My friends and I looked at each other. Sure we had created a blog, but this blog belonged to everybody now. We were an online community. Being surrounded by the festival mania, I started likening our blog followers to that of a film audience. Can one person be responsible for the audience response to a film? Were we solely responsible for the damage this blog could possibly do? Is a slasher film responsible for an unstable person’s deadly actions? Surely we were not the only contributors. We were the directors of a production aided by many hands. We would have been just as happy in our anonymity as we were in our small fame. We did not advertise or call for rebellion. The meeting ended with no responsibility accounted for.
We began to see the blog shift from an entertaining medium to that of a tool. In a way we were documentarist showing the truth through our own bias. The blog uses actual pictures of the food served. If they served rotten vegetables then why is it wrong to post pictures of them? Sure we did not produce anything close to the shock wave Michael Moore would have enjoyed, but the meeting showed us that we had people’s attention and thus the first step towards change. We wanted the cafeteria to feel accountable for the product they were producing.
The school should feel like they cheated us. After all they proved that they knew quality food. They had enticed us the first week of the meal plan. As soon as they received the money they slacked off. We justified our actions by comparing the cafeteria to a business. If a company allows a free trial of a product and then swaps out the working product for a broken one after the warranty is done, then the consumer has every right to voice their opinions of the company. The school claimed that the blog made the food look unappetizing to potential students who might have purchased a meal plan. We thought that was fair, so the blog continued.
Once again the school sought the creators out. We took down the most disgusting pictures (including when they fed us bone marrow and half the cafeteria left) and we deleted many purely negative comments. As filmmakers, the group was thankful that the nature of the blog, unlike film, allows for cheap and easy editing. We were constrained by the fact that we could no longer post comments that could be directly linked to individuals. Something that had started out to be purely for fun became strategic. We started to comment on food that we liked, hoping that the school would catch on.
At first they punished us. They served, if possible, more disgusting food and refused seconds on the good meals to those suspected of creating the blog. This continued for about a week. The dissent grew openly and finally the school gave up trying to attack the blog. They started serving in the same manner they had the first week.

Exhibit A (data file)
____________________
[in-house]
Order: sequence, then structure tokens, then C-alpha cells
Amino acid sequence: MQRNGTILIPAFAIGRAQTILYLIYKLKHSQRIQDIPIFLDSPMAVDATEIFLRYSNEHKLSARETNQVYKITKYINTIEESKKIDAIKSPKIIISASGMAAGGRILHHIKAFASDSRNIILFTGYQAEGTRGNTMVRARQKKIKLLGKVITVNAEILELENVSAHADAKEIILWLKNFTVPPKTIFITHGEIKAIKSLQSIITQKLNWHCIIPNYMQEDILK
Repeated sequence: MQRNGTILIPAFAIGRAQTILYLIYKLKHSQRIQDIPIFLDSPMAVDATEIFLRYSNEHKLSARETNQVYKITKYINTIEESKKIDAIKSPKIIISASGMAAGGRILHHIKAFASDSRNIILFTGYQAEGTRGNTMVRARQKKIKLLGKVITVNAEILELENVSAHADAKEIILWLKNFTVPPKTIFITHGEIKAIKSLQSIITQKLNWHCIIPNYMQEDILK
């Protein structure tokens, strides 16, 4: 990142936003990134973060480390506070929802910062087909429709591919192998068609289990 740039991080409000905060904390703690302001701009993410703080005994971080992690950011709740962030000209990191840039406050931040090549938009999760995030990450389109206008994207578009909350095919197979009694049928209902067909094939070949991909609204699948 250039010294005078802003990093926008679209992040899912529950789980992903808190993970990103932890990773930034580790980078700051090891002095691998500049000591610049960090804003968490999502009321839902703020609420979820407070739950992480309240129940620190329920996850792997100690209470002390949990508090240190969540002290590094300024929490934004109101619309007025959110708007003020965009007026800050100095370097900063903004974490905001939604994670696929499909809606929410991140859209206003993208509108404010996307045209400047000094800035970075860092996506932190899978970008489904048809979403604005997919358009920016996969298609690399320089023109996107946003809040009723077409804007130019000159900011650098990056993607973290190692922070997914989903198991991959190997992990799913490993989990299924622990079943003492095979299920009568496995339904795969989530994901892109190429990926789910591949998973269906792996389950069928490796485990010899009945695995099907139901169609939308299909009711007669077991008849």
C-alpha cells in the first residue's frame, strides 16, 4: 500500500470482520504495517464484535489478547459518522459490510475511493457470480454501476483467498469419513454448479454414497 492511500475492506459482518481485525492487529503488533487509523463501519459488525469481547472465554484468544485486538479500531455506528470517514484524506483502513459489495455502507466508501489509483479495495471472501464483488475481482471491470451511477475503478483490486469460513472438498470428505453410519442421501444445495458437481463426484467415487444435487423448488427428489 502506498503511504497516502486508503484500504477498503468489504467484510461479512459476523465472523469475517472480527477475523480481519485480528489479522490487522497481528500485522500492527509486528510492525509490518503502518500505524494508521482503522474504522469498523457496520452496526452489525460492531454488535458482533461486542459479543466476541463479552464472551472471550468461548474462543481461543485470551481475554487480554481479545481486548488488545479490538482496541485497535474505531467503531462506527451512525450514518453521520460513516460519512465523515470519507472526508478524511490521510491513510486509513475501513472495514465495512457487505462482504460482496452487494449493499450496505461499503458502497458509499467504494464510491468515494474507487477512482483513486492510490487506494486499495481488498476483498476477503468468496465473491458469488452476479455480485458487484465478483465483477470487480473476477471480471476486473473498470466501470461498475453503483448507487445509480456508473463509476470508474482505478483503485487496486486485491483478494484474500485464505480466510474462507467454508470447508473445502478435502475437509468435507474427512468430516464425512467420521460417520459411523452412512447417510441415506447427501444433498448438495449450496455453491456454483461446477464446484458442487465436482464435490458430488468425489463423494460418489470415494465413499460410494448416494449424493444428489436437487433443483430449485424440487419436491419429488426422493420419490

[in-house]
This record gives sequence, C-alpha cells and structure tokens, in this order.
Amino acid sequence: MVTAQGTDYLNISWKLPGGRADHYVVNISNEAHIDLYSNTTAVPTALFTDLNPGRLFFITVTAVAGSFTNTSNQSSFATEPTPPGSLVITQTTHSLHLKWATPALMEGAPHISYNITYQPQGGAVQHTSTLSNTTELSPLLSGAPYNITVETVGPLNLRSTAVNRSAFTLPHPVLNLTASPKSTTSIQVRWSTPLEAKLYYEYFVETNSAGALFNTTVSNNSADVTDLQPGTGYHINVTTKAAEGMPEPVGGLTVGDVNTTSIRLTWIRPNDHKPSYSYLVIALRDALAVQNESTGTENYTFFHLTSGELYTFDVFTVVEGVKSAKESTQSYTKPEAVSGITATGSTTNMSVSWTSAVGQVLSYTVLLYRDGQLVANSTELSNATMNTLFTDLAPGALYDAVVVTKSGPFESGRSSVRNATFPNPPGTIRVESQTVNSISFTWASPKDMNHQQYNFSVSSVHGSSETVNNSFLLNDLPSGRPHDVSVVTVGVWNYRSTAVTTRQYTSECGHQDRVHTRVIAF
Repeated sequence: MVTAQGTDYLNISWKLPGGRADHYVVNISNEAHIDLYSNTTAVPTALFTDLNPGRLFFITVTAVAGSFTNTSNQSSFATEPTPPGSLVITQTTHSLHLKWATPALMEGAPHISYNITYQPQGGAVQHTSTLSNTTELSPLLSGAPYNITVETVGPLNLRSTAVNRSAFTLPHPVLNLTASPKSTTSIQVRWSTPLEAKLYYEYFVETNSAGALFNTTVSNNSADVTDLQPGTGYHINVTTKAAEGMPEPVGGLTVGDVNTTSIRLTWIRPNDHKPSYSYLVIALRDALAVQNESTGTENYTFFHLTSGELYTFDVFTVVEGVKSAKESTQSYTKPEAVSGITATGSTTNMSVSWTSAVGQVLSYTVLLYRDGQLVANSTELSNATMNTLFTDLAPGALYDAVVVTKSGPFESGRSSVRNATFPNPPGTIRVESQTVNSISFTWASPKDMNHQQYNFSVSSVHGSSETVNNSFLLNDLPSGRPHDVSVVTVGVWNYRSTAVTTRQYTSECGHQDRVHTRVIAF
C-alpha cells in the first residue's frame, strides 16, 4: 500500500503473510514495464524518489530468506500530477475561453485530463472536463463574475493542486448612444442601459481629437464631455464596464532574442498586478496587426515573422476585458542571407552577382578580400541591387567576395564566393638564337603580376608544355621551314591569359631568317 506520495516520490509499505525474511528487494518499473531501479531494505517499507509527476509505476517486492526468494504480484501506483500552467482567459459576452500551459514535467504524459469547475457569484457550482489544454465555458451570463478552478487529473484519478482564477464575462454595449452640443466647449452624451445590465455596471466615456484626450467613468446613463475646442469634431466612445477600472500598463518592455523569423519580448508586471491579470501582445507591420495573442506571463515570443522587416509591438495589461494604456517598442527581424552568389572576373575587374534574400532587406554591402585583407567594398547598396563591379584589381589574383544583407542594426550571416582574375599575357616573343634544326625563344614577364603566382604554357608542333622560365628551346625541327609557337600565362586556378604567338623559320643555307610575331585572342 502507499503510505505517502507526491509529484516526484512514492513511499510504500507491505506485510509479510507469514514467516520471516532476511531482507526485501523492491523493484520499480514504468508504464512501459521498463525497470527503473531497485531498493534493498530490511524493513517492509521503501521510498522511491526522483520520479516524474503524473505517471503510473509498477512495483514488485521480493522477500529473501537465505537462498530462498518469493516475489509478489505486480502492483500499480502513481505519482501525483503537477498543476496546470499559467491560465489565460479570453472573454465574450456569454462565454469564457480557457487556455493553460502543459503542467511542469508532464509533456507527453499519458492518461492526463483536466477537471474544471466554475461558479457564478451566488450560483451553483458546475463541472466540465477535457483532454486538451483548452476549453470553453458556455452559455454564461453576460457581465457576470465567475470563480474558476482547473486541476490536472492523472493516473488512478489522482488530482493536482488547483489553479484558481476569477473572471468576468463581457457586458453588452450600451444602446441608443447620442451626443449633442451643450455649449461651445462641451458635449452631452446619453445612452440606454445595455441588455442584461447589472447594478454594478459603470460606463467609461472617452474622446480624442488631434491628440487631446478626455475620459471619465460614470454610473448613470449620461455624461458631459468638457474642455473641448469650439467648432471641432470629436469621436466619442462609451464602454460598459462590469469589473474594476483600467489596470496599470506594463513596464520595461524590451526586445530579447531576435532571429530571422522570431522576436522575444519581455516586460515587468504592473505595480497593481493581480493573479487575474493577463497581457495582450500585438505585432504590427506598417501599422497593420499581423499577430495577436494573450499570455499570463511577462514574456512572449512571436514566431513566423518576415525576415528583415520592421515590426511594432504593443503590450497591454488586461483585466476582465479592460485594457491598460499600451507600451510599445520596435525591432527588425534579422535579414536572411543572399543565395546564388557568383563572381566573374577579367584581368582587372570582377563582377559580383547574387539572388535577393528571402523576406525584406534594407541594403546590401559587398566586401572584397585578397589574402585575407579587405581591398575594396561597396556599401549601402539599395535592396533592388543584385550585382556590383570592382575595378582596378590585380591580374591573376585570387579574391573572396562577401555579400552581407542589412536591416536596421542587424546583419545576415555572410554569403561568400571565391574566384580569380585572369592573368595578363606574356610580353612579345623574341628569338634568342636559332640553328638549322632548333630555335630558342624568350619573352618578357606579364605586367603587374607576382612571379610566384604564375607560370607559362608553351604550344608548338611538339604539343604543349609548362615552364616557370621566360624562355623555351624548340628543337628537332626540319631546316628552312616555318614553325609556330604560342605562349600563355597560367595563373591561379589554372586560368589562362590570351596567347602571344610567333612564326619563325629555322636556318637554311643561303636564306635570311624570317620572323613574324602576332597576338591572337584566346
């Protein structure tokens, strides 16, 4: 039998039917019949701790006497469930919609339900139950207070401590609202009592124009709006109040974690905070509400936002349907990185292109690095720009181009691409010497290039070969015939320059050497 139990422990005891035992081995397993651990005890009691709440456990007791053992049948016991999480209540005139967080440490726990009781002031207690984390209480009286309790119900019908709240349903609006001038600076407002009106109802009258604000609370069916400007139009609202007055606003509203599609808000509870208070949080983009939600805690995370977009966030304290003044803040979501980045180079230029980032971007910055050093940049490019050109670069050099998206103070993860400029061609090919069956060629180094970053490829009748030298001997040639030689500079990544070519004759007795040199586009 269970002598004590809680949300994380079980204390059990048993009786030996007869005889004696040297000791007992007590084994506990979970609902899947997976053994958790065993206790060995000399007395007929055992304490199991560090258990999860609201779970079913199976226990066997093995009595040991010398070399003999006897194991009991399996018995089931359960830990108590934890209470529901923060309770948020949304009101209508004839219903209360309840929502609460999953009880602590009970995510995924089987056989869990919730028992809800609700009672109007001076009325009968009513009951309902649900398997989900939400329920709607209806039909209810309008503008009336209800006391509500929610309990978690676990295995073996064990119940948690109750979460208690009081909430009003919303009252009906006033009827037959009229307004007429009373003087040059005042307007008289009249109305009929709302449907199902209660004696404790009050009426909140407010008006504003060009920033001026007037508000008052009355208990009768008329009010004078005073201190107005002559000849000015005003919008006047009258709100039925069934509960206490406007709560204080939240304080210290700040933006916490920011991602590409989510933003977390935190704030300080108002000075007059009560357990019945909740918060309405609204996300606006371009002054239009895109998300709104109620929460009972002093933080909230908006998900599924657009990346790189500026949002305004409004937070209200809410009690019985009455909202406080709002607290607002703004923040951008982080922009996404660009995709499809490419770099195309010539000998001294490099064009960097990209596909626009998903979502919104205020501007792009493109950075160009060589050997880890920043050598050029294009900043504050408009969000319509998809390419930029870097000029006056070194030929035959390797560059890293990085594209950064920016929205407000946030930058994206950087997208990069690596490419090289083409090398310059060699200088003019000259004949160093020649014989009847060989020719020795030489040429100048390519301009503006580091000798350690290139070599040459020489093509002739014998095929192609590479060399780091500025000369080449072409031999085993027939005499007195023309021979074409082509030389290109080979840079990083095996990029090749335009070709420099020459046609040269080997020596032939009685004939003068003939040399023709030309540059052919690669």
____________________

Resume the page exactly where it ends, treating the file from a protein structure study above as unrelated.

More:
It wasn’t great, but it wasn’t fish skin wrapped limes either. To this day I like to think the cafeteria is serving good, if not at least mediocre, food because of the efforts of our blog. Our counter-attack to the cafeteria’s attack on our taste buds was very easy to orchestrate in comparison to a film.
First and foremost, the blog was free, no sponsored even, by the coffee shop,Cafe Pico , across the street from the school who donated expressos and Wi-Fi. Second, any member with a password could post without any other member. Unlike a film, nobody really needed to coordinate, but if they so choose they could read the earlier entries. Thirdly, we did not need to produce a whole product to get a reaction from the audience. We could edit content and change focus as quickly as we wished instead of going to a primer to see if we were well received. Lastly, we controlled our persona. I preferred to stay anonymous, a preference not as well respected as a director of a film.
The creation of the blog made me hope for the future of documentary film. If documentarist shaped their findings in video Vlogs they may be able to save time and money which will enable them spread their message while it is still prevalent. A feedback section will also enable real time comments and can help the documentary find a clearer focus and deeper resonance with the audience. I do not see the Vlog being just as advantageous for feature fiction films because I believe the fiction feature blog already exist in the form of a television series. The feedback are, of course, the ratings.
The semester abroad turned out to be disappointing in the culinary arts, but enlightened me to the exciting future blogs hold for various industries, especially film. The blog and film share a visual media link and have both been used for social change. I imagine that when combined the two mediums will blur the line between each other and become a very powerful tool.